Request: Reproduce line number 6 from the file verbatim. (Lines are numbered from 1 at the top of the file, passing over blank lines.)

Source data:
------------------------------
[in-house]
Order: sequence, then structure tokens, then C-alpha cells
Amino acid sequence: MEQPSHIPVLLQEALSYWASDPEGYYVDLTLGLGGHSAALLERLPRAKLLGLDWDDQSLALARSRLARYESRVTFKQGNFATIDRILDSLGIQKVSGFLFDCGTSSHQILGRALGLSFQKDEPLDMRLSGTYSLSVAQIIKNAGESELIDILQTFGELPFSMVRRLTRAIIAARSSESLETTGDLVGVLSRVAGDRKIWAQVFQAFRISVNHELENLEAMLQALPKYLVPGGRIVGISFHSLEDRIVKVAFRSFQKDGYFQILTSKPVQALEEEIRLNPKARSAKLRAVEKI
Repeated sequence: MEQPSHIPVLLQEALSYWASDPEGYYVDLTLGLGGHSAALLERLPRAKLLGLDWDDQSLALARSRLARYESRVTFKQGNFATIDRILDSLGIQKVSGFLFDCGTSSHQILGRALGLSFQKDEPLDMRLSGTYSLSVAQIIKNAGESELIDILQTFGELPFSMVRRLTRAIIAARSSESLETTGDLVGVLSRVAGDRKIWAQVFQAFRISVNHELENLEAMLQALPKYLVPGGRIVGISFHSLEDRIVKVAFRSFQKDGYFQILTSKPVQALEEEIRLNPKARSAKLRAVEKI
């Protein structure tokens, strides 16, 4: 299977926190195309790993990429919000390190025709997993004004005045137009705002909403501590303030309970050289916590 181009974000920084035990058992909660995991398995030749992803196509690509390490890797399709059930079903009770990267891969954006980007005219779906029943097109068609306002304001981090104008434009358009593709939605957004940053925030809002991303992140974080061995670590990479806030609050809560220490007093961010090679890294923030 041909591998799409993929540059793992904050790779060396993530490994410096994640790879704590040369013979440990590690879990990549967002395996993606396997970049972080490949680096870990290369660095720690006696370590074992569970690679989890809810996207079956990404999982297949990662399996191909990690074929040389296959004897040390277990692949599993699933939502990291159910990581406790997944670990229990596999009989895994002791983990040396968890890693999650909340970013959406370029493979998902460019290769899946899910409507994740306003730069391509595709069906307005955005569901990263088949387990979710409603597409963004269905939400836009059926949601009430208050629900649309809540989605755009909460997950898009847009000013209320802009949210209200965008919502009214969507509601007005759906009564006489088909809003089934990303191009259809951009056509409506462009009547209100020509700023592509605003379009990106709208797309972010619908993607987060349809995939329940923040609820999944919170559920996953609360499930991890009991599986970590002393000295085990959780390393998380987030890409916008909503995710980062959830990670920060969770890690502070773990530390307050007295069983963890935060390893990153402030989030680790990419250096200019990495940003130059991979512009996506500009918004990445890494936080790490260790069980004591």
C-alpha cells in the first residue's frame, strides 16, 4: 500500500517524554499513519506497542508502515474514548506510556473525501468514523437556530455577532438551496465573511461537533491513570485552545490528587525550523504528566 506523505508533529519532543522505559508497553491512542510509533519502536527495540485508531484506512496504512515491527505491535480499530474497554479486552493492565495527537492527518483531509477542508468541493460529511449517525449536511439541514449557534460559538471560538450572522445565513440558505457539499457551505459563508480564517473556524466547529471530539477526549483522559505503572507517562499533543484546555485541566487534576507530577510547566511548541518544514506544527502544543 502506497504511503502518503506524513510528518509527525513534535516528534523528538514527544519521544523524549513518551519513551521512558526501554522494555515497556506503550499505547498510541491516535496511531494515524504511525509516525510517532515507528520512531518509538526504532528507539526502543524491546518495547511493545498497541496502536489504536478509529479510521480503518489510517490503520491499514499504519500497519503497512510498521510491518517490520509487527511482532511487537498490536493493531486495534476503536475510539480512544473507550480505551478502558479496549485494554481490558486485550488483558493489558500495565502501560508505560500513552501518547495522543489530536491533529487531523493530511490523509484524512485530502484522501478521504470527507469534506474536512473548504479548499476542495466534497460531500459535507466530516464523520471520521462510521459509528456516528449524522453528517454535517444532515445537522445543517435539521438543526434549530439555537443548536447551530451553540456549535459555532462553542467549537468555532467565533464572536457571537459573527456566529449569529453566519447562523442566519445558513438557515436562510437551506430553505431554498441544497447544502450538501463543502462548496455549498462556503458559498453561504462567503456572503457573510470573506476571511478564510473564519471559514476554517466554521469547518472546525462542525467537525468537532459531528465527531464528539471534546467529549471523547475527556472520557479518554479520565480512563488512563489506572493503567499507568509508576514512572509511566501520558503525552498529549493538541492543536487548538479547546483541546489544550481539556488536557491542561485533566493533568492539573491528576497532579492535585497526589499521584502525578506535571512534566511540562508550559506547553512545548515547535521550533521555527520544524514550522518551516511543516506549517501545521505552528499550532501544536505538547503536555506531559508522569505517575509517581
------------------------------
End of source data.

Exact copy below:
C-alpha cells in the first residue's frame, strides 16, 4: 500500500517524554499513519506497542508502515474514548506510556473525501468514523437556530455577532438551496465573511461537533491513570485552545490528587525550523504528566 506523505508533529519532543522505559508497553491512542510509533519502536527495540485508531484506512496504512515491527505491535480499530474497554479486552493492565495527537492527518483531509477542508468541493460529511449517525449536511439541514449557534460559538471560538450572522445565513440558505457539499457551505459563508480564517473556524466547529471530539477526549483522559505503572507517562499533543484546555485541566487534576507530577510547566511548541518544514506544527502544543 502506497504511503502518503506524513510528518509527525513534535516528534523528538514527544519521544523524549513518551519513551521512558526501554522494555515497556506503550499505547498510541491516535496511531494515524504511525509516525510517532515507528520512531518509538526504532528507539526502543524491546518495547511493545498497541496502536489504536478509529479510521480503518489510517490503520491499514499504519500497519503497512510498521510491518517490520509487527511482532511487537498490536493493531486495534476503536475510539480512544473507550480505551478502558479496549485494554481490558486485550488483558493489558500495565502501560508505560500513552501518547495522543489530536491533529487531523493530511490523509484524512485530502484522501478521504470527507469534506474536512473548504479548499476542495466534497460531500459535507466530516464523520471520521462510521459509528456516528449524522453528517454535517444532515445537522445543517435539521438543526434549530439555537443548536447551530451553540456549535459555532462553542467549537468555532467565533464572536457571537459573527456566529449569529453566519447562523442566519445558513438557515436562510437551506430553505431554498441544497447544502450538501463543502462548496455549498462556503458559498453561504462567503456572503457573510470573506476571511478564510473564519471559514476554517466554521469547518472546525462542525467537525468537532459531528465527531464528539471534546467529549471523547475527556472520557479518554479520565480512563488512563489506572493503567499507568509508576514512572509511566501520558503525552498529549493538541492543536487548538479547546483541546489544550481539556488536557491542561485533566493533568492539573491528576497532579492535585497526589499521584502525578506535571512534566511540562508550559506547553512545548515547535521550533521555527520544524514550522518551516511543516506549517501545521505552528499550532501544536505538547503536555506531559508522569505517575509517581